Santa Clara’s redevelopment agency (RDA) wasn’t just an agency for fostering city improvements. It was also used – in an entirely legal and above-board way – by the city as its leasing agency; allowing the city’s property revenues to be run as enterprise businesses, similar to the city’s publicly-owned electric utility.
The arrangement whereby the title to city-owned property was transferred – not sold – to the RDA (as a California joint powers agency) reduced city liability, and increased leasing flexibility as well as the terms for hiring contractors, according to Santa Clara Mayor Jamie Matthews. Also, it ensured that enterprises on the property operated as private businesses – in other words, the city wouldn’t be in the hotel or the amusement park businesses.
Now, California’s Great RDA Unwinding threatens to appropriate property – with revenues from the sale or operation to be divided among the county’s taxing entities – that is indisputably owned by the City of Santa Clara. One example is Great America, which was purchased by the city in 1983 to prevent its sale to a developer. The land was retained by the city, while the amusement park assets were subsequently sold to Marriott.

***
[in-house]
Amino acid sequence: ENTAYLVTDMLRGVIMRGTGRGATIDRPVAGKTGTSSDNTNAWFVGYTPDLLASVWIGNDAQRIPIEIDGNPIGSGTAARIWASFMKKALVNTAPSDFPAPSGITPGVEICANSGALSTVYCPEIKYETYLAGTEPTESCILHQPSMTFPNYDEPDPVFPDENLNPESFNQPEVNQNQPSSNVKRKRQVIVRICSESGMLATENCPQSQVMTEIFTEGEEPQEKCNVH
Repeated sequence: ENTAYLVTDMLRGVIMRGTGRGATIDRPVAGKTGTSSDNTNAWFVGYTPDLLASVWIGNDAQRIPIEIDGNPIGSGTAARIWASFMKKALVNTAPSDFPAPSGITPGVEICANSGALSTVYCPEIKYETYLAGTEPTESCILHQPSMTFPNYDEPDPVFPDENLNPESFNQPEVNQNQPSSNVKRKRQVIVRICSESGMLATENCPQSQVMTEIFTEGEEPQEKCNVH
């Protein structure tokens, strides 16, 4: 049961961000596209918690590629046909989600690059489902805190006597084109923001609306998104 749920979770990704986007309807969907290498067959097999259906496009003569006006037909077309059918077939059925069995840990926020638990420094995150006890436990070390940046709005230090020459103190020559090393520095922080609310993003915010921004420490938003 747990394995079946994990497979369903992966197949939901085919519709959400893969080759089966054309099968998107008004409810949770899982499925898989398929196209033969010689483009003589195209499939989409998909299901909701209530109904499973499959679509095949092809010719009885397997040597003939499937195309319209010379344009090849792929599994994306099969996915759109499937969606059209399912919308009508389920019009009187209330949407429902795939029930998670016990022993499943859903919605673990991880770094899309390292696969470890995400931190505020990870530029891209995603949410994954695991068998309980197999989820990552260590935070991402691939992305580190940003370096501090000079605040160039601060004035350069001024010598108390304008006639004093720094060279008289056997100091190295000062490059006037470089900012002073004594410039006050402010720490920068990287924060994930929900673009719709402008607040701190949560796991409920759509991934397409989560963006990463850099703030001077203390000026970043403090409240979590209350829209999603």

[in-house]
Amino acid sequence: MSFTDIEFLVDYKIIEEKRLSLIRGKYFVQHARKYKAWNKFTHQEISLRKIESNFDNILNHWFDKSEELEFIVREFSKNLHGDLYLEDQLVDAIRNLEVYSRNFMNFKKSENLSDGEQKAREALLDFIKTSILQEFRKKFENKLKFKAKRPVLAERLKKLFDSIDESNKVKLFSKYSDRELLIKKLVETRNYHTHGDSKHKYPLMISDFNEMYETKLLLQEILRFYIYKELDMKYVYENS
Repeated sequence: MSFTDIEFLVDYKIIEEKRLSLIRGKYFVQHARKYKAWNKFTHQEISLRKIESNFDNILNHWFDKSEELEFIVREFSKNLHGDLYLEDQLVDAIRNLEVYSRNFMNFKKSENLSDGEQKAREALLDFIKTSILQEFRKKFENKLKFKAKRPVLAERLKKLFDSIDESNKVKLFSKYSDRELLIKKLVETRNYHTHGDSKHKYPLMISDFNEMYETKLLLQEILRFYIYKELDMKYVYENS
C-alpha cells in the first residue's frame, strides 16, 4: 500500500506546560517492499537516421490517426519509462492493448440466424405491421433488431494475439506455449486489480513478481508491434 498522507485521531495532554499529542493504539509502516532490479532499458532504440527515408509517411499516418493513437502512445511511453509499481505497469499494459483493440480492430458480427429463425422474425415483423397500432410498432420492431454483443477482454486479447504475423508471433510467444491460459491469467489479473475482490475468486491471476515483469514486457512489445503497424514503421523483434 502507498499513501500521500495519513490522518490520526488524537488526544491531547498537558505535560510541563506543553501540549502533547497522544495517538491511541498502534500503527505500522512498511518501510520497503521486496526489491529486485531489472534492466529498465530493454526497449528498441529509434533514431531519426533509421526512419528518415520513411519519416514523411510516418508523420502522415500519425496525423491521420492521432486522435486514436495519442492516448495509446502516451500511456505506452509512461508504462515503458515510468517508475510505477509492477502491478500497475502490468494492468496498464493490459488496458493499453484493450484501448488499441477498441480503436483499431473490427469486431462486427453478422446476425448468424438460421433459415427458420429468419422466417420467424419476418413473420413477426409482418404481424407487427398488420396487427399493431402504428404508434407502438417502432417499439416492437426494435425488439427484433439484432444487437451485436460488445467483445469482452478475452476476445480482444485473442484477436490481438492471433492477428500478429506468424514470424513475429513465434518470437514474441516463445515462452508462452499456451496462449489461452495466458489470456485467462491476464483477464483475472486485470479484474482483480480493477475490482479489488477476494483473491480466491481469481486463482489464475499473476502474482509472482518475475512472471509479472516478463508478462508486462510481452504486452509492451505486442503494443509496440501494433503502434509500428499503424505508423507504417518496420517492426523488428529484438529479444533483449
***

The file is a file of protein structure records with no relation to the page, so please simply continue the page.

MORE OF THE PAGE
Another example is the property that’s home to the Santa Clara Convention Center, the Hyatt Regency Hotel, the Techmart office building and part of Great America’s parking lot.
In 1965, Santa Clara’s electric utility bought 180 acres of land bordered by Coffin Rd. (Great America Parkway) and Santa Clara Alviso Rd (Lafayette St.) for $1.65 million from A.O. and Marguerite Skankey, according to the deed recorded by the Santa Clara City Clerk in Oct. 1965.
Two decades later, in 1982, the city bought 65 acres of that land from the electric utility for the hotel-convention center complex, paying $1.58 million from the city’s general fund, according to a Sept. 14, 1982 memo from the City Manager to the City Finance Director. The hotel-convention center was subsequently transferred to the RDA.
Other parts of the “Skankey property were destined to become the municipal golf course, the youth soccer park, the 49ers training camp, and the rapidly ascending 49ers stadium. These properties, however, weren’t managed by the RDA, but instead by Santa Clara’s Sports and Open Space Authority (SOSA).
“When we restored the titles [of RDA-operated properties] to the city [in March 2011], we were simply restoring what we already owned,” says Matthews.
While county entities are greedily eying this highly valuable real estate, certain practical problems with selling it present themselves. For example, a builder might love the opportunity to develop the 110 acres of Great America. But were it sold, the new owner would have to get it rezoned – by the same people from whom it was taken in a highly acrimonious fight. And that’s a fight that might give prospective developers second thoughts.